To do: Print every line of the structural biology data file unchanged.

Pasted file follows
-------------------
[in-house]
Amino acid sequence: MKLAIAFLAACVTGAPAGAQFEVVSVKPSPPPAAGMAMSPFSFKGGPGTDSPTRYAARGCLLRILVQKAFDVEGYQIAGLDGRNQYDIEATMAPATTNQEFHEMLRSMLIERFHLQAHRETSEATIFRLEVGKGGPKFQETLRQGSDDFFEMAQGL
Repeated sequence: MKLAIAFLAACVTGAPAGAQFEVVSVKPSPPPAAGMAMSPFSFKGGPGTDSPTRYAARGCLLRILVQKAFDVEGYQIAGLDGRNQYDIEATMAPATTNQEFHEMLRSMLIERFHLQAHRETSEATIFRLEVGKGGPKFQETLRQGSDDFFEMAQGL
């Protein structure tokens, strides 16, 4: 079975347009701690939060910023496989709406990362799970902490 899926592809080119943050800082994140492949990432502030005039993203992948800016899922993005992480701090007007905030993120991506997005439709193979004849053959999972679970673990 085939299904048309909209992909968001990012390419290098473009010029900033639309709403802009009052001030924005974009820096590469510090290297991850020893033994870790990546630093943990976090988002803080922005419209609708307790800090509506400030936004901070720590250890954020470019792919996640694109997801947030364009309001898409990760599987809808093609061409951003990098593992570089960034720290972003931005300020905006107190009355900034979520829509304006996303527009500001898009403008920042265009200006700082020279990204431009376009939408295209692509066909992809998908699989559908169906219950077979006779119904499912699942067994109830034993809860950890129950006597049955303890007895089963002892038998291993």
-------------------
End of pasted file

[in-house]
Amino acid sequence: MKLAIAFLAACVTGAPAGAQFEVVSVKPSPPPAAGMAMSPFSFKGGPGTDSPTRYAARGCLLRILVQKAFDVEGYQIAGLDGRNQYDIEATMAPATTNQEFHEMLRSMLIERFHLQAHRETSEATIFRLEVGKGGPKFQETLRQGSDDFFEMAQGL
Repeated sequence: MKLAIAFLAACVTGAPAGAQFEVVSVKPSPPPAAGMAMSPFSFKGGPGTDSPTRYAARGCLLRILVQKAFDVEGYQIAGLDGRNQYDIEATMAPATTNQEFHEMLRSMLIERFHLQAHRETSEATIFRLEVGKGGPKFQETLRQGSDDFFEMAQGL
């Protein structure tokens, strides 16, 4: 079975347009701690939060910023496989709406990362799970902490 899926592809080119943050800082994140492949990432502030005039993203992948800016899922993005992480701090007007905030993120991506997005439709193979004849053959999972679970673990 085939299904048309909209992909968001990012390419290098473009010029900033639309709403802009009052001030924005974009820096590469510090290297991850020893033994870790990546630093943990976090988002803080922005419209609708307790800090509506400030936004901070720590250890954020470019792919996640694109997801947030364009309001898409990760599987809808093609061409951003990098593992570089960034720290972003931005300020905006107190009355900034979520829509304006996303527009500001898009403008920042265009200006700082020279990204431009376009939408295209692509066909992809998908699989559908169906219950077979006779119904499912699942067994109830034993809860950890129950006597049955303890007895089963002892038998291993």